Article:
Last Updated: September 28 2022

Potassium is an essential mineral found predominately in fruits, vegetables, and beans. It is relatively common not to consume enough potassium to meet daily requirements and modifying the diet seems highly protective against circulatory disorders such as cardiac arrest and stroke.

Potassium is most often used for

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Peripheral Distribution

A review assessing the effects of high dose potassium supplements on serum potassium, after assessing 20 studies, found that there did not appear to be a significant dose dependent effect of supplementation on serum levels in the average range of 1,950-2,925 mg a day (divided doses) with an overall range of 858-5,460 mg.[1]




Stroke and Tramautic Brain Injury

When looking at reviews on the association between potassium intake and instances of stroke, meta-analyses on the subject find protective effects such as a 21% reduced risk of stroke (RR 0.79; 95% CI 0.68-0.90) associated with increasing potassium intake by 1.64 grams a day[2] and 24% reduced risk of incident stroke (RR 0.76; 95% CI 0.66-0.89) associated with dietary levels of potassium near 3,510-4,680 mg;[3] numerous other meta-analyses find similar effects including the US health professional men[4] and nurses[5] cohorts and one 12-year study which found that an increase in potassium as little as 390 mg a day was associated with 40% less death from stroke in adults aged 50-79 in southern California.[6] This risk reduction appears to be greater in magnitude than the beneficial effects of potassium on cardiac health[2][3] which is thought to be due to potassium not only influencing blood pressure (main risk factor for stroke) but also direct and independent effects of potassium[7] as some studies note a protective effect against strokes even when blood pressure is controlled for.[6]

This beneficial effect does not specifically apply to supplements as a decrease in stroke risk has also been noted with three servings of fruits and vegetable daily, reaching a 22% reduction in the risk of stroke in a manner independent of blood pressure and thought to be due in part due to potassium.[8]

Potassium appears to be highly protective against strokes when consumed in adequate amounts, although the protective effect does not seem dose dependent as both minor and major increases in potassium intake both confer a powerful protective effect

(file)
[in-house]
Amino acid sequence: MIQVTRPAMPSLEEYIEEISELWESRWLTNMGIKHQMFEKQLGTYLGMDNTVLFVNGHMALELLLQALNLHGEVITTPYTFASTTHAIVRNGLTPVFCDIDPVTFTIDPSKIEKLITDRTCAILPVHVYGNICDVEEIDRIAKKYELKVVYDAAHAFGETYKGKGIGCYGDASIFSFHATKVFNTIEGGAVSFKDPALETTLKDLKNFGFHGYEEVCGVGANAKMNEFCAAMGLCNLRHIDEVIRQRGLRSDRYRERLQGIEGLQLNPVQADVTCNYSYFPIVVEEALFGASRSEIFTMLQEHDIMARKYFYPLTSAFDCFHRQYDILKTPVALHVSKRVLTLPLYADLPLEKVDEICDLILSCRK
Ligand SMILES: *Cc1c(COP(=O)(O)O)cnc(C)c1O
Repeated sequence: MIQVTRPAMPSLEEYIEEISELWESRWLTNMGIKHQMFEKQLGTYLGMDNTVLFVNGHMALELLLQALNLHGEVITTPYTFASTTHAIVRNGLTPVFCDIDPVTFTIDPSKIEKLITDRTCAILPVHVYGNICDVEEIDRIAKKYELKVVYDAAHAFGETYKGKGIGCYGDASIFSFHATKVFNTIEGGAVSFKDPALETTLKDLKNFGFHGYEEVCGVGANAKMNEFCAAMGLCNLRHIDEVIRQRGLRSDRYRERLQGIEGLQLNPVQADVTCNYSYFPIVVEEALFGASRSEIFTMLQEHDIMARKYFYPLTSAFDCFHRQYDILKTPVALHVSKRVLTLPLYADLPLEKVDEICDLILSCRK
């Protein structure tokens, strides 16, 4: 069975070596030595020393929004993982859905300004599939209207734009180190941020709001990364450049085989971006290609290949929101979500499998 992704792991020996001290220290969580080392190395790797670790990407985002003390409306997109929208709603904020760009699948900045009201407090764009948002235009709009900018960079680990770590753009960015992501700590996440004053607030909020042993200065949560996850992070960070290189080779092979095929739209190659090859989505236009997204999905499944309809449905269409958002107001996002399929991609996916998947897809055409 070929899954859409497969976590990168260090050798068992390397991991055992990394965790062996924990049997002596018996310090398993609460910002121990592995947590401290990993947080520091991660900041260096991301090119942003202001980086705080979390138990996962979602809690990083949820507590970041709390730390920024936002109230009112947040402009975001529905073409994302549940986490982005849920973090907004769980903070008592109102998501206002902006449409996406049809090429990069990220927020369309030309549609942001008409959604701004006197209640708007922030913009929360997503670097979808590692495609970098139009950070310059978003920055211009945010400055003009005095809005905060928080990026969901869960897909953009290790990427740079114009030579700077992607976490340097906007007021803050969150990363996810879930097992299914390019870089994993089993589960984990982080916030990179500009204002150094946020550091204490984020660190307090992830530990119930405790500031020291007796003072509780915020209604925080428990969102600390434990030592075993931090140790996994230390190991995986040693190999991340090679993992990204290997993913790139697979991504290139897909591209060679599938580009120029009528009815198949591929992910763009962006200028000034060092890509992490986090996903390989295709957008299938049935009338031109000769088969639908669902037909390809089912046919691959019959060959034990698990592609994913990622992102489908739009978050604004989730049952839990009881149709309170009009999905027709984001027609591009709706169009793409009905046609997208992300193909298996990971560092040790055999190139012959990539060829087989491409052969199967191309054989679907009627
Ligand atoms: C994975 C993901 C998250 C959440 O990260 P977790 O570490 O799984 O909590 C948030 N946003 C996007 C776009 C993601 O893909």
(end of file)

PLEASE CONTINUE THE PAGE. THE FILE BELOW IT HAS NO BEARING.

Bone and Joint Health


Bone Density

Potassium intake has been found to have a relation with calcium retention in otherwise healthy adults, with lower intake of potassium being associated with more calcium loss in urine while increasing potassium intake seems to retain calcium and lessen urine losses.[9]

When supplemented, potassium (as citrate) taken over the course of one year in postmenopausal women with osteopenia appears to be effective in reducing some biomarkers of bone turnover such as u-NTX and P1NP suggesting a protective effect on bone mineral density; no apparent changes were seen in lumbar or hip BMD between the two groups however, thought to be in part due to the relatively short length of the study.[10]

While not overly potent, potassium seems to have a protective effect on bone mineral density thought to be due to helping retain calcium better


Peripheral Organ Systems



When given to rats sensitive to kidney damage, increasing the potassium concentration of the feed from 0.75% to 2.11%[11] or up to 2.6-3.8% at a level similar to sodium (4%)[12] appears to be highly protective against the subsequent renal damage after stroke when compared to lower potassium concentrations; this effect seems to occur without any apparent changes to blood pressure.[11][12]

The mechanism by which potassium exerts a protective effect against strokes may also influence damage that occurs after a stroke, including kidney damage. It is uncertain if potassium has a direct protective effect outside of stroke-related incidents

Potassium intake is known to reduce calcium loss in urine (via helping the body retain it better)[9] which has been hypothesized[7] to be the reason as to why potassium is associated with reduced risk of kidney stones, with half the relative risk when comparing the highest quintile of intake against the lowest.[13]


Safety and Toxicity



Hyperkalemia refers to high blood levels of potassium which can cause symptoms such as cardiac arrythmia or brain damage, with numerous case studies recording such events associated with salt substitutes.[14][15][16][17][18] While some of these cases were associateed with doses of potassium greatly exceeding the RDA, at least one case has noted usage of potassium supplements at 2,730 mg was associated with hyperkalemia in one Afro-Caribbean man on an ACE inhibitor,[19] although it should be noted a review on the safety of potassium supplements failed to find an association between safety, race, and concomitant usage of pharmaceuticals.[1]

In a review assessing studies using potassium supplements and whether or not they can induce hyperkalemia, it was found that doses of 50-75 mmol (1,950-2,925 mg) taken in divided doses over the course of the day increased serum potassium in a manner which did not appear dose dependent; no side-effects were reported in the review while biomarkers of renal function (urinary and serum sodium and creatinine) were unaffected.[1]

Large doses of potassium, taken in forms that can be absorbed rapidly (usually powders such as salt substitutes), can pose a risk for hyperkalemia and cardiac complications. Lower doses, and divided doses, carry less of a risk

14.^Schim van der Loeff HJ, Strack van Schijndel RJ, Thijs LGCardiac arrest due to oral potassium intakeIntensive Care Med.(1988)